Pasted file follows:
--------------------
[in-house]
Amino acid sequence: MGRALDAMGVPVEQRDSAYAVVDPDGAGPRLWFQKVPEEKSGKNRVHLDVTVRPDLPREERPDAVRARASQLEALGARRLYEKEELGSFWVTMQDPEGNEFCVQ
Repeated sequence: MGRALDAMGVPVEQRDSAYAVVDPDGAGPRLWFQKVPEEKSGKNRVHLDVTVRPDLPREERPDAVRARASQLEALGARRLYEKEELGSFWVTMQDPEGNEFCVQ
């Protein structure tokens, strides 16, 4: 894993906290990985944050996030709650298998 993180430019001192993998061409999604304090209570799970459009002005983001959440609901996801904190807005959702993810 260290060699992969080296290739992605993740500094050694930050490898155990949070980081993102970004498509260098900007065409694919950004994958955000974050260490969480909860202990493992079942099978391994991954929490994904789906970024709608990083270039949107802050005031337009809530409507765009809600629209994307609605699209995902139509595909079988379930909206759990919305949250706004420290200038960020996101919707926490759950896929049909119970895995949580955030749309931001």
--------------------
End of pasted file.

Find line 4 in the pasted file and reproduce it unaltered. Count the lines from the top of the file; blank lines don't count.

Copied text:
């Protein structure tokens, strides 16, 4: 894993906290990985944050996030709650298998 993180430019001192993998061409999604304090209570799970459009002005983001959440609901996801904190807005959702993810 260290060699992969080296290739992605993740500094050694930050490898155990949070980081993102970004498509260098900007065409694919950004994958955000974050260490969480909860202990493992079942099978391994991954929490994904789906970024709608990083270039949107802050005031337009809530409507765009809600629209994307609605699209995902139509595909079988379930909206759990919305949250706004420290200038960020996101919707926490759950896929049909119970895995949580955030749309931001």